Saturday, July 03, 2010

Still Dizzy

The fever came and went but the dizziness I was feeling going into the fever has stayed in place and I am still spending excessive amounts of time lying down and trying to read.

I must be improving, however, I can read up to four pages now before feeling it is too much.

I miss my daily routine.

Friday, July 02, 2010

DizzyFIX Takes Care of Vertigo at Home

DizzyFIX Takes Care of Vertigo at Home

This is very exciting news for those with vertigo, specifically BPPV. I know that some of the people who read my blog come across it because they have vertigo, whether Benign Paroxysmal Positional Vertigo. The devise only costs $150. Because you can use it at home, if you have a vertigo attack you can simply reach for the devise and use it right there and then. No need to wait until you can see your doctor or for a physical therapist to do the Epley maneuver to relieve the symptoms.


Now if only the FDA would approve the BrainPort . . .

Thursday, July 01, 2010

Coming Up in 2011

In 2001 for whatever reason I decided to only read books written by women.  It was an interesting experiment and I have decided to repeat it this upcoming year, ten years after my first foray into narrowing down my literary choices.

I am also creating a list for future reference of authors I would like to read during 2011.  Here is the list to which I will be adding.  Feel free to throw out any suggestions for books and/or authors you may have.  I'll add them to the list.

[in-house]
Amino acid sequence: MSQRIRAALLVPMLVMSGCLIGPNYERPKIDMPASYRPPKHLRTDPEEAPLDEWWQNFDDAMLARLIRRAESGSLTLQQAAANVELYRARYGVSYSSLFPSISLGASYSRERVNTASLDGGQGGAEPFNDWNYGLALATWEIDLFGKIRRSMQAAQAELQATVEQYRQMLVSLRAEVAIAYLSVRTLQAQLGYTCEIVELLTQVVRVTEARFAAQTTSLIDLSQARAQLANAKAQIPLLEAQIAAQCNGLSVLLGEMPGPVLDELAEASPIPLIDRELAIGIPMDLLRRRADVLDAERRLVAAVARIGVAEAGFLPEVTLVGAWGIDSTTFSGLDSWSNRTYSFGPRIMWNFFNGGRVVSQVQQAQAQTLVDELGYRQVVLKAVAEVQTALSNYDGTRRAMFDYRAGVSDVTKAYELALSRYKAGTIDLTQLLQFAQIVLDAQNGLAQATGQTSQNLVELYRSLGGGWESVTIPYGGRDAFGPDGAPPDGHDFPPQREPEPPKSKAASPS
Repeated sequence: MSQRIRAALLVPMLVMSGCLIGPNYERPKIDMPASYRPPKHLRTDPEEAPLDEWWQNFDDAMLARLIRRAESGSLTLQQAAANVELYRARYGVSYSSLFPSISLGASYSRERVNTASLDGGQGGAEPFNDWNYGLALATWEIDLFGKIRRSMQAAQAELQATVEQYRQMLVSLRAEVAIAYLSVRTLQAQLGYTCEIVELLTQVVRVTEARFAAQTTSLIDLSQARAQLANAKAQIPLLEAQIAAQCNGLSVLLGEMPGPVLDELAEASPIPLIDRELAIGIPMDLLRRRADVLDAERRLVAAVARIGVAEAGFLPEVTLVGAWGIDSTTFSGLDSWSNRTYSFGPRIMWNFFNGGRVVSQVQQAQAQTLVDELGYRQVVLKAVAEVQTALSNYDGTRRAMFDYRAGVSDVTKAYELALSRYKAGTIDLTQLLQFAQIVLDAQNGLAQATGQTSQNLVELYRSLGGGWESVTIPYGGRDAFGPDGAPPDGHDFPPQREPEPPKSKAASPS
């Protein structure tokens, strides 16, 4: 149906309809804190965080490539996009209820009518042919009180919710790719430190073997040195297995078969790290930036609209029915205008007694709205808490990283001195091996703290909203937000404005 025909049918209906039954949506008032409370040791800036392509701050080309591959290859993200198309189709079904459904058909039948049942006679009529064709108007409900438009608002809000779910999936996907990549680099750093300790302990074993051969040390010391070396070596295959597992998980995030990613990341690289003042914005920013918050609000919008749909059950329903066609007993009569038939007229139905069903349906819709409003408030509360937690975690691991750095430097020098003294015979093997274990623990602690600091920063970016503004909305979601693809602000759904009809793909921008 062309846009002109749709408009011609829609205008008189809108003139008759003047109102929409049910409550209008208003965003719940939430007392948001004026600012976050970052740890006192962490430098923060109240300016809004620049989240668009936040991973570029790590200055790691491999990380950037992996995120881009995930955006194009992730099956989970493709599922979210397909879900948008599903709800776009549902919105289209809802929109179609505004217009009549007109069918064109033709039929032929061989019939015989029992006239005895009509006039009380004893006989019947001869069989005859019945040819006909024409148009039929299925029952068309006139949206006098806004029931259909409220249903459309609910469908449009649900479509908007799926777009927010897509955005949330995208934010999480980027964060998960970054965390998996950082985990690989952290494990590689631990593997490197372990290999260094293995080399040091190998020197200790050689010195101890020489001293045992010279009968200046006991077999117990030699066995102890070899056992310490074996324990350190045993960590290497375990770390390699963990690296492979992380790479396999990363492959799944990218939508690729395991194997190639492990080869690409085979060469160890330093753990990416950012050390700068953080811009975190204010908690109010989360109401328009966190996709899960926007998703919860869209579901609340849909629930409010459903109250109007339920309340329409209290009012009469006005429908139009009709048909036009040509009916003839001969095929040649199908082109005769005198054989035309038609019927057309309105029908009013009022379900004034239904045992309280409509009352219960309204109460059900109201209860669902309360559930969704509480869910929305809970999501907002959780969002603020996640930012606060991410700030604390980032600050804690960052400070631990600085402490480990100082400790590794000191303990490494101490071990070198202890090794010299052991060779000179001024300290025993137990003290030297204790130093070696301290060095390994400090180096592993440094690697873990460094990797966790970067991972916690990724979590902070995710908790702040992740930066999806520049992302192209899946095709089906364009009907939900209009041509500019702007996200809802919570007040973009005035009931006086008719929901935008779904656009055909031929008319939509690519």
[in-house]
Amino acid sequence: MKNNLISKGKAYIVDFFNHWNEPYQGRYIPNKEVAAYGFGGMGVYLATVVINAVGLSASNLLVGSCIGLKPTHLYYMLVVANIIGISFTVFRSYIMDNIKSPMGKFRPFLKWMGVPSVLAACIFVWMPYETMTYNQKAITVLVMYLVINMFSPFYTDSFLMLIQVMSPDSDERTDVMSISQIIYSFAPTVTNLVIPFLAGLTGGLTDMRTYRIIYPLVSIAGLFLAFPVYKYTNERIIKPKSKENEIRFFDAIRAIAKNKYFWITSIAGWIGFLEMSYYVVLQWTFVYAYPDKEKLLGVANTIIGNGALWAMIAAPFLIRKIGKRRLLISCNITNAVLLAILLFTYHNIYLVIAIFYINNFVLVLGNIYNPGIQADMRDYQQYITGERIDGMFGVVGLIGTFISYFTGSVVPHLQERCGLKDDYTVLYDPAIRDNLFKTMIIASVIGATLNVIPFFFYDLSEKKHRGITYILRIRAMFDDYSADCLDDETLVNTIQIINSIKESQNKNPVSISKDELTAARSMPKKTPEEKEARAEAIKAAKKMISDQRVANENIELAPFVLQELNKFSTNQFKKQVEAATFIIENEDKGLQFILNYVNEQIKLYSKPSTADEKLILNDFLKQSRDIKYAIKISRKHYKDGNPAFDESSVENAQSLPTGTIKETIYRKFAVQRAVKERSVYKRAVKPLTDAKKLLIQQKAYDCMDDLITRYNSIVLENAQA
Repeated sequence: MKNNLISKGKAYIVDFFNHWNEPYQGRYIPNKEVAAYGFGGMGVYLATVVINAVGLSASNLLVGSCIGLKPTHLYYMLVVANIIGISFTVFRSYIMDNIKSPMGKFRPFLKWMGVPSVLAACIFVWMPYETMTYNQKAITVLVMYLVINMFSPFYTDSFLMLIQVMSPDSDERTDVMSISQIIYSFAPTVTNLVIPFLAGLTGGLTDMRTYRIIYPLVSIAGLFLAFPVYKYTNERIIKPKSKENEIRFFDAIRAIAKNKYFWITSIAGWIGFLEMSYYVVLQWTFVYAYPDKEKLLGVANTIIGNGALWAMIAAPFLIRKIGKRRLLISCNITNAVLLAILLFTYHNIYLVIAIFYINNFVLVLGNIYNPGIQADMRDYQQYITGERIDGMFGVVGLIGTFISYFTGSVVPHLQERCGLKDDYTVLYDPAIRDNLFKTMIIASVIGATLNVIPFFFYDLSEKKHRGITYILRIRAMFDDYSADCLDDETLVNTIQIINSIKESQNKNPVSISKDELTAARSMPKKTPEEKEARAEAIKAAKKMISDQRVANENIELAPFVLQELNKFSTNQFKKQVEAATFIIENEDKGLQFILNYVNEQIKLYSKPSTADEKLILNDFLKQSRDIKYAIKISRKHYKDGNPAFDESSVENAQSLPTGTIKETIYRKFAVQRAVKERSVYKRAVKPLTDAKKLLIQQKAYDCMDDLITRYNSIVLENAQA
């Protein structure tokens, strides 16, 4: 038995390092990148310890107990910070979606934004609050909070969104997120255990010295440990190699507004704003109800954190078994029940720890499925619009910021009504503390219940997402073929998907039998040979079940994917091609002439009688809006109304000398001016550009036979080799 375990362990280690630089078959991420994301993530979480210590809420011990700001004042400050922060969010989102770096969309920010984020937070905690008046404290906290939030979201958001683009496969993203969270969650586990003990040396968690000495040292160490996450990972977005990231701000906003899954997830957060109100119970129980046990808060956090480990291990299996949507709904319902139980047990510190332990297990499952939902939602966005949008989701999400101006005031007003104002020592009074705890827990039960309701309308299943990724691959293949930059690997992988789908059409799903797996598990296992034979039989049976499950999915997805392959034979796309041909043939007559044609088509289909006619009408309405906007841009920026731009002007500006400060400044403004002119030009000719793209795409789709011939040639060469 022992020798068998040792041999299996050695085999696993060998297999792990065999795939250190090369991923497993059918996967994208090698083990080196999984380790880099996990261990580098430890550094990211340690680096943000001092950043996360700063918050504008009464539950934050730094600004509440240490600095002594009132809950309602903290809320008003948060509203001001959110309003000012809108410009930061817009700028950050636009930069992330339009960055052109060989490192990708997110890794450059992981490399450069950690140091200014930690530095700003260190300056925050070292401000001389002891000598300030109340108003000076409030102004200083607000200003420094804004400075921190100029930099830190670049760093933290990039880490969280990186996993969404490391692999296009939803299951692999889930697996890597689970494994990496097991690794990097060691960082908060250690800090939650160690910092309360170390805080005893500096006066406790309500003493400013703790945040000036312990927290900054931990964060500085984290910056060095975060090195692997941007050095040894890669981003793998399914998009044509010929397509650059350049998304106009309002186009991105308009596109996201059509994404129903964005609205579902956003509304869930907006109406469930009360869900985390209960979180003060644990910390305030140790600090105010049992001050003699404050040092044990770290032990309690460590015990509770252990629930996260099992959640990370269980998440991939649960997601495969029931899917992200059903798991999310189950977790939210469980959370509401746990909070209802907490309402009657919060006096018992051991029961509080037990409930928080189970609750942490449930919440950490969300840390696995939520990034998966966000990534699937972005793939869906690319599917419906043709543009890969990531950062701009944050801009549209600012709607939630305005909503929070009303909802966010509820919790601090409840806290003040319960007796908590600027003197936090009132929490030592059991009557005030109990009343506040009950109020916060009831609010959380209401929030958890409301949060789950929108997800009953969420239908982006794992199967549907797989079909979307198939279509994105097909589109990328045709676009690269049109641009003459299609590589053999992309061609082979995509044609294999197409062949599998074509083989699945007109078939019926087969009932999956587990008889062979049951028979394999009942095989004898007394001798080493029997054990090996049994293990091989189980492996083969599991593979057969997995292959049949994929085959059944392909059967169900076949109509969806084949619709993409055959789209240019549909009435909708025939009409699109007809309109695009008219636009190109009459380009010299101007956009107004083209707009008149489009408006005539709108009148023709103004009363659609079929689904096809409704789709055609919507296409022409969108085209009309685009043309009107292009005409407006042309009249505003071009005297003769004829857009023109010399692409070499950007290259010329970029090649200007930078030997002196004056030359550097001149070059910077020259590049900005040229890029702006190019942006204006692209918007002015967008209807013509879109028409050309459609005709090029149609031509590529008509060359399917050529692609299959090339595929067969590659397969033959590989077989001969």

Margaret Atwood
Jane Austen
Octavia Butler
Pema Chodron
Anchee Min
Lucy Maud Montgomery
J K Rowling
May Sarton
Anne Tyler
Alison Weir
Jeanette Winterson

Wednesday, June 30, 2010

The Clothesline Diet by Karen Gatt with Sue Smethurst

The Clothesline Diet:  The Incredible Story of How One Woman Went From Flab to Fab and How You Can Too! by Karen Gatt with Sue Smethurst is another in the seemingly endless supply of books on weight loss, lifestyle changes, with what I suppose is meant to be a smattering of inspiration thrown in.  If she can do it, so can you (as evident from the chapter ending examples of other people who did what Karen did and succeeded--woohoo!)

To be honest, this book has a very clear audience.  I am not the author’s audience.

If you are struggling with overeating to the point of using food in an addictive manner, this book will probably be a good choice.  I can see where Gatt’s story can be an inspiring one, stirring empathy and even motivating the reader.  However, for me I found the first part of the book to be tedious reading, often redundant, and simply dull. 

Like I said, this book has an audience and for anyone who has had a lifelong weight problem then there is probably something inspiring about her words.

If you are living a sedentary lifestyle, getting little to no exercise, the author’s experience will serve as a good foundation.  Reading about how she gradually worked her way up from five minutes of walking was interesting but there wasn’t much advice here for me.  I exercise between 1 and 3 hours daily and I would suspect that anyone else who is already living a relatively active lifestyle would find the exercise regimen a bit elementary. 

And I reiterate, someone who is not exercising should find the easy suggestion of gradually building up from where you are encouraging rather than banal.

If you do not know how to control your portions, prefer prepackaged to home cooked foods, and feel your eating is out of control, there may be something here for you.  I applaud Gatt for pointing out that her diet changes were not only good for her but good for her children and husband as well.  I’ve heard many people say they would eat healthier but their children shouldn’t have to suffer just because they need to lose weight.  When did eating a healthy, well-balanced diet become suffering? I must have missed that memo.